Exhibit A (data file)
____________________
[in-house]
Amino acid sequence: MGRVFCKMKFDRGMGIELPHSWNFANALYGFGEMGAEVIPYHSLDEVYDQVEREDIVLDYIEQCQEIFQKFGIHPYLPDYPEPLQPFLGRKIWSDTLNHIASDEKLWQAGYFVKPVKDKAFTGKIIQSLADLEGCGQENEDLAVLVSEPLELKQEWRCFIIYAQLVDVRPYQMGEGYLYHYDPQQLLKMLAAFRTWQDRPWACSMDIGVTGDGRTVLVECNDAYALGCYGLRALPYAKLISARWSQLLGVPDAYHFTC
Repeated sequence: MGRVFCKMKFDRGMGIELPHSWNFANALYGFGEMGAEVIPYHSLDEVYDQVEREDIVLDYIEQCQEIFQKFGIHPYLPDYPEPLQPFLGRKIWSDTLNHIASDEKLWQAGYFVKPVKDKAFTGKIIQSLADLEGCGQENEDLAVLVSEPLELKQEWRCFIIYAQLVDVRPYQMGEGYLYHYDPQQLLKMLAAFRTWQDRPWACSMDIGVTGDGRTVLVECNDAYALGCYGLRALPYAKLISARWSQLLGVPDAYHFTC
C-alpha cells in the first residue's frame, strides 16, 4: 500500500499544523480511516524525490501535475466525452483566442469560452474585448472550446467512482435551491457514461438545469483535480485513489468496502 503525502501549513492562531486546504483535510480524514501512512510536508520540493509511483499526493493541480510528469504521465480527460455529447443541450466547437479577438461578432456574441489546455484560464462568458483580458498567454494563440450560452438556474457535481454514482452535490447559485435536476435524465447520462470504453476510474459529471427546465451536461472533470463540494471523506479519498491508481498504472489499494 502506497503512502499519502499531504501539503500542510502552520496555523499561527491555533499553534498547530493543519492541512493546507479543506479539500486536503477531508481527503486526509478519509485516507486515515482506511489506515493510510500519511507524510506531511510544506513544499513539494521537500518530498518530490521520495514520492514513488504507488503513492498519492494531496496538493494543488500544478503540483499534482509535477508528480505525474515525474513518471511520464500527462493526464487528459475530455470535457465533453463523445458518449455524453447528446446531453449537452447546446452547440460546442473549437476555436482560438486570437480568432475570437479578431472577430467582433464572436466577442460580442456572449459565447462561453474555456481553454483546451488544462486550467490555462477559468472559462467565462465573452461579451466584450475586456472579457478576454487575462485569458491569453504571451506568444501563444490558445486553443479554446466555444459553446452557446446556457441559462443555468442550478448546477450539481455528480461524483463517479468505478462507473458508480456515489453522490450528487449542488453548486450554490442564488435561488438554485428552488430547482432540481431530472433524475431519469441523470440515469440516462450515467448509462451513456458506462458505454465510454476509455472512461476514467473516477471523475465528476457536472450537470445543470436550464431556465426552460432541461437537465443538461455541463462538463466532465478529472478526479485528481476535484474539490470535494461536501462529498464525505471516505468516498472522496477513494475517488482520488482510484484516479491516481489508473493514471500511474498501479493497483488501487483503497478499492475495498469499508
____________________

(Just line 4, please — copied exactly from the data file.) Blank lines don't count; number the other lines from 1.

C-alpha cells in the first residue's frame, strides 16, 4: 500500500499544523480511516524525490501535475466525452483566442469560452474585448472550446467512482435551491457514461438545469483535480485513489468496502 503525502501549513492562531486546504483535510480524514501512512510536508520540493509511483499526493493541480510528469504521465480527460455529447443541450466547437479577438461578432456574441489546455484560464462568458483580458498567454494563440450560452438556474457535481454514482452535490447559485435536476435524465447520462470504453476510474459529471427546465451536461472533470463540494471523506479519498491508481498504472489499494 502506497503512502499519502499531504501539503500542510502552520496555523499561527491555533499553534498547530493543519492541512493546507479543506479539500486536503477531508481527503486526509478519509485516507486515515482506511489506515493510510500519511507524510506531511510544506513544499513539494521537500518530498518530490521520495514520492514513488504507488503513492498519492494531496496538493494543488500544478503540483499534482509535477508528480505525474515525474513518471511520464500527462493526464487528459475530455470535457465533453463523445458518449455524453447528446446531453449537452447546446452547440460546442473549437476555436482560438486570437480568432475570437479578431472577430467582433464572436466577442460580442456572449459565447462561453474555456481553454483546451488544462486550467490555462477559468472559462467565462465573452461579451466584450475586456472579457478576454487575462485569458491569453504571451506568444501563444490558445486553443479554446466555444459553446452557446446556457441559462443555468442550478448546477450539481455528480461524483463517479468505478462507473458508480456515489453522490450528487449542488453548486450554490442564488435561488438554485428552488430547482432540481431530472433524475431519469441523470440515469440516462450515467448509462451513456458506462458505454465510454476509455472512461476514467473516477471523475465528476457536472450537470445543470436550464431556465426552460432541461437537465443538461455541463462538463466532465478529472478526479485528481476535484474539490470535494461536501462529498464525505471516505468516498472522496477513494475517488482520488482510484484516479491516481489508473493514471500511474498501479493497483488501487483503497478499492475495498469499508